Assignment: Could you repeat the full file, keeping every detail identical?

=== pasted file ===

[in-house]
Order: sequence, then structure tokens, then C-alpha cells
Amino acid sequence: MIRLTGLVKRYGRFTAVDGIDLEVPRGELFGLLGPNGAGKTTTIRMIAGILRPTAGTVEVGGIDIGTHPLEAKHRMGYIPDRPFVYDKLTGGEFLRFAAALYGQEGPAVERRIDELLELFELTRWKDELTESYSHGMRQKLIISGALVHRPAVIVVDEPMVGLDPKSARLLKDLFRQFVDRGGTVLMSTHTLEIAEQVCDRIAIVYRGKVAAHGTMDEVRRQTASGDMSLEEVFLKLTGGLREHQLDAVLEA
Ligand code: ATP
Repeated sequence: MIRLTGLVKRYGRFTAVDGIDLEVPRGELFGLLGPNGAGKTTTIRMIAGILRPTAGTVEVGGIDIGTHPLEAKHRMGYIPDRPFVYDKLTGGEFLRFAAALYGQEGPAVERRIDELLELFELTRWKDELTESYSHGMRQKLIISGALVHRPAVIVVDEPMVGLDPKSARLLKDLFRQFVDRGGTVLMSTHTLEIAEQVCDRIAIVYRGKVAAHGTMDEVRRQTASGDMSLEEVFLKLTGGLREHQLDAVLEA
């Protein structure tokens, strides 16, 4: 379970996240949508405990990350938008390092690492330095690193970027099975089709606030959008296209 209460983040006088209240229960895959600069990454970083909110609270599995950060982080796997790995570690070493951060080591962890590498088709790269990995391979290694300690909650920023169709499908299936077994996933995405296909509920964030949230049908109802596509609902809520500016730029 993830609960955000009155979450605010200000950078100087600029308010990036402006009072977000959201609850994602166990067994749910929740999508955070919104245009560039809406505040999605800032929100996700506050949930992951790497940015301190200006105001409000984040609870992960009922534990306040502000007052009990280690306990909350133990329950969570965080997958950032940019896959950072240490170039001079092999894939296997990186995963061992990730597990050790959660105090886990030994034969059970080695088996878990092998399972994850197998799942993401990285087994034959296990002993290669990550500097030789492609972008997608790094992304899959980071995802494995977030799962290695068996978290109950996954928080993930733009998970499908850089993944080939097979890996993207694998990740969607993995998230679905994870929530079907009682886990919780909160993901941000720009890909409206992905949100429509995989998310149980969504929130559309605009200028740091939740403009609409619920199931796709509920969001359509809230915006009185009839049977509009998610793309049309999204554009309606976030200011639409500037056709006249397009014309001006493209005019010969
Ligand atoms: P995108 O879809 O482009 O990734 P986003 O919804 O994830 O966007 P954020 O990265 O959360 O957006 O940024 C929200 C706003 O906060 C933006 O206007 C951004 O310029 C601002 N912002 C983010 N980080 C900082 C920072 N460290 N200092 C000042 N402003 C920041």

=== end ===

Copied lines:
[in-house]
Order: sequence, then structure tokens, then C-alpha cells
Amino acid sequence: MIRLTGLVKRYGRFTAVDGIDLEVPRGELFGLLGPNGAGKTTTIRMIAGILRPTAGTVEVGGIDIGTHPLEAKHRMGYIPDRPFVYDKLTGGEFLRFAAALYGQEGPAVERRIDELLELFELTRWKDELTESYSHGMRQKLIISGALVHRPAVIVVDEPMVGLDPKSARLLKDLFRQFVDRGGTVLMSTHTLEIAEQVCDRIAIVYRGKVAAHGTMDEVRRQTASGDMSLEEVFLKLTGGLREHQLDAVLEA
Ligand code: ATP
Repeated sequence: MIRLTGLVKRYGRFTAVDGIDLEVPRGELFGLLGPNGAGKTTTIRMIAGILRPTAGTVEVGGIDIGTHPLEAKHRMGYIPDRPFVYDKLTGGEFLRFAAALYGQEGPAVERRIDELLELFELTRWKDELTESYSHGMRQKLIISGALVHRPAVIVVDEPMVGLDPKSARLLKDLFRQFVDRGGTVLMSTHTLEIAEQVCDRIAIVYRGKVAAHGTMDEVRRQTASGDMSLEEVFLKLTGGLREHQLDAVLEA
């Protein structure tokens, strides 16, 4: 379970996240949508405990990350938008390092690492330095690193970027099975089709606030959008296209 209460983040006088209240229960895959600069990454970083909110609270599995950060982080796997790995570690070493951060080591962890590498088709790269990995391979290694300690909650920023169709499908299936077994996933995405296909509920964030949230049908109802596509609902809520500016730029 993830609960955000009155979450605010200000950078100087600029308010990036402006009072977000959201609850994602166990067994749910929740999508955070919104245009560039809406505040999605800032929100996700506050949930992951790497940015301190200006105001409000984040609870992960009922534990306040502000007052009990280690306990909350133990329950969570965080997958950032940019896959950072240490170039001079092999894939296997990186995963061992990730597990050790959660105090886990030994034969059970080695088996878990092998399972994850197998799942993401990285087994034959296990002993290669990550500097030789492609972008997608790094992304899959980071995802494995977030799962290695068996978290109950996954928080993930733009998970499908850089993944080939097979890996993207694998990740969607993995998230679905994870929530079907009682886990919780909160993901941000720009890909409206992905949100429509995989998310149980969504929130559309605009200028740091939740403009609409619920199931796709509920969001359509809230915006009185009839049977509009998610793309049309999204554009309606976030200011639409500037056709006249397009014309001006493209005019010969
Ligand atoms: P995108 O879809 O482009 O990734 P986003 O919804 O994830 O966007 P954020 O990265 O959360 O957006 O940024 C929200 C706003 O906060 C933006 O206007 C951004 O310029 C601002 N912002 C983010 N980080 C900082 C920072 N460290 N200092 C000042 N402003 C920041």